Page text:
Purpose: Institutional Review Board (IRB)-approved prospective study was conducted to test whether objective and quantitative hemodynamic markers wall shear stress (WSS) and oscillatory shear index (OSI) measured by three-dimensional (3D) cine phase-contrast (PC) can reflect pulmonary arterial hypertension (PAH). Patients and Methods: Seventeen consecutive patients of suspected secondary PAH were examined for pulmonary artery pressures (PAPs) with right heart catheterization (RHC) and three-dimensional (3D) cine PC MR. Based on the RHC data, patients were subdivided into two groups of 12 non-PAH (median age of 74.5 years) and 5 PAH (median age of 77 years) patients. Based on 3D cine PC magnetic resonance (MR), hemodynamic parameters including spatially averaged systolic WSS (sWSS), diastolic WSS (dWSS), mean WSS (mWSS), OSI and blood vessel section area (BVSA) at the pulmonary arterial trunk were calculated. Streamline images in the pulmonary arteries were also assessed. All the parameters were compared between non-PAH and PAH groups. Results: sWSS (N/m2) and mWSS (N/m2) of PAH group was lower than that of non-PAH group (0.594 ± 0.067 vs. 0.961 ± 0.590, P = 0.001), (0.365 ± 0.035 vs. 0.489 ± 0.132, P = 0.027). OSI of PAH group was higher than that of non-PAH (0.214 ± 0.026 vs. 0.130 ± 0.046, P = 0.001). sWSS, mWSS, and dWSS were inversely correlated and OSI was positively correlated to mean PAP or systolic PAP with r values of −0.638 (P = 0.005), −0.643 (P = 0.005), −0.485 (P = 0.049), and 0.625 (P = 0.007); or −0.622 (P = 0.008), −0.629 (P = 0.007), −0.484 (P = 0.049), and 0.594 (P = 0.012), respectively. sWSS was also inversely correlated to BVSA with r value of −0.488 (P = 0.049), and OSI was correlated to BVSA with r value of 0.574 (P = 0.016). Vortex or helical flows were observed more frequently in PAH patients. Conclusions: The low sWSS and mWSS as well as high OSI measured with 3D cine PC MR could be potential hemodynamic markers for the increased PAP in suspected secondary PAH patients.
Purpose: To compare the signal increase in cochlear lymph fluid on three-dimensional fluid-attenuated inversion recovery (3D-FLAIR) in patients with sudden sensorineural hearing loss (SNHL) between regular contrast 3D-FLAIR (FL) and heavily T2-weighted 3D-FLAIR (HF). Methods: Twenty-five patients with unilateral sudden SNHL and eight healthy volunteers were included. Patients were divided into two groups: the mild group consisted of 9 patients, with an average hearing level of 60 dB or less; the severe group consisted of 16 patients, with an average hearing level of more than 60 dB. All patients and healthy volunteers underwent magnetic resonance (MR) cisternography for anatomical reference of the fluid space with FL and HF at 3 T. The region of interest (ROI) was manually drawn on the mid-modiolar section of the MR cisternography around the cochlea. The ROI for noise was drawn within the air space. ROIs were copied onto the FL and HF images. The contrast-to-noise ratio (CNR) between the affected and non-affected ear was measured in the patient group and the CNR between the right and left ear was also measured in the control group. Differences in the CNR on FL and HF images among the three groups were tested by one-way analysis of variance (ANOVA). Results: There was a statistically significant difference in mean CNR on HF among the three groups (P < 0.001). Furthermore, based on pairwise comparisons, there was a statistically significant difference between them in mean CNR on HF (P < 0.05). There was no statistically significant difference in mean CNR on FL among the three groups (P = 0.074). Conclusions: HF is more sensitive to signal alterations in cochleae with sudden SNHL than FL.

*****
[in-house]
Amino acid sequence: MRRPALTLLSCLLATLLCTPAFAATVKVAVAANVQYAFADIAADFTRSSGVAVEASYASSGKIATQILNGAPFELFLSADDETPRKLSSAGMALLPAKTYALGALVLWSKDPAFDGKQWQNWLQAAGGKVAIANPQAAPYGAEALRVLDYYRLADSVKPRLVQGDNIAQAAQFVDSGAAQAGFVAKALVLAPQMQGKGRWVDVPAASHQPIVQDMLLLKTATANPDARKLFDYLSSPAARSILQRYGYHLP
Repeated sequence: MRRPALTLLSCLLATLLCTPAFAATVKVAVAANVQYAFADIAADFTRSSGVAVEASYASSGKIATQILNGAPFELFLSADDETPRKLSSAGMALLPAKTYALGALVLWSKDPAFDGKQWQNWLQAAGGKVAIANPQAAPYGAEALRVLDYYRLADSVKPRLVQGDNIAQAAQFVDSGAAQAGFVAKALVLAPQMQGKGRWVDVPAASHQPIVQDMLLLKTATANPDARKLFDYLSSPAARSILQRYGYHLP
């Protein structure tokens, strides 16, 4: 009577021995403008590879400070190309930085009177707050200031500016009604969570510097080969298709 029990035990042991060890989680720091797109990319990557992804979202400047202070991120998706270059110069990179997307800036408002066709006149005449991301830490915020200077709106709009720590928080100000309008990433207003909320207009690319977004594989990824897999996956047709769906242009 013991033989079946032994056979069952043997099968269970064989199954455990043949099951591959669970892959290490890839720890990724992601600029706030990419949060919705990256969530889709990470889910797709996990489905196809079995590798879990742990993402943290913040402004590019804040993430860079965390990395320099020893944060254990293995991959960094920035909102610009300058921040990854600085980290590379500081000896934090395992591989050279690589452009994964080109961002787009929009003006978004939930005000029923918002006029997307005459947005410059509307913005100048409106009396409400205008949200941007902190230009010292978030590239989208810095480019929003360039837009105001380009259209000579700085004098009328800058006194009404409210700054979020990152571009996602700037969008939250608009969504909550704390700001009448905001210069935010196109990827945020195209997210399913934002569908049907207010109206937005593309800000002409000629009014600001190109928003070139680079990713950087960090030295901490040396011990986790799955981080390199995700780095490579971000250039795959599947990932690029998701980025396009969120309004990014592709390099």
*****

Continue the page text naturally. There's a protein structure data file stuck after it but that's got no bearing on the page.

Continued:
Purpose: To evaluate morphological and signal intensity (SI) changes of placental insufficiency on magnetic resonance imaging (MRI) and to assess morphological changes and decreased flow voids (FVs) on T2-weighted rapid acquisition with relaxation enhancement (RARE) images for diagnosing placental insufficiency. Methods: Fifty singleton fetuses underwent MRI using a 1.5-T MR scanner. Placental thickness, area, volume, SI, amniotic fluid SI, and size of FVs between the uterus and the placenta were measured on MR images. Two radiologists reviewed T2-weighted RARE images for globular appearance of the placenta and FVs between the uterus and the placenta. Data were analyzed using t-tests, McNemar’s tests, and areas under the receiver operating characteristic curve (AUCs) at 5% level of significance. Results: Twenty-five of the 50 pregnancies were categorized as having an insufficient placenta. Significant differences were observed between insufficient and normal placentas in mean placental thickness, area, volume, placenta to amniotic fluid SI ratio, and size of FVs (49.0 mm vs. 36.9 mm, 1.62 × 104 mm2 vs. 2.67 × 104 mm2, 5.13 × 105 mm3 vs. 6.56 × 105 mm3, 0.549 vs. 0.685, and 3.4 mm vs. 4.3 mm, respectively). The sensitivity and accuracy using globular appearance plus decreased FVs were greater than those using decreased FVs (P < 0.01). There was no significant difference among AUCs using globular appearance and decreased FVs, and globular appearance plus decreased FVs. Conclusions: Placental insufficiency was associated with placental thickness, area, volume, placenta to amniotic fluid SI ratio, and size of FVs. Evaluating FVs on T2-weighted RARE images can be useful for detecting placental insufficiency, particularly in placentas without globular appearance on MR images.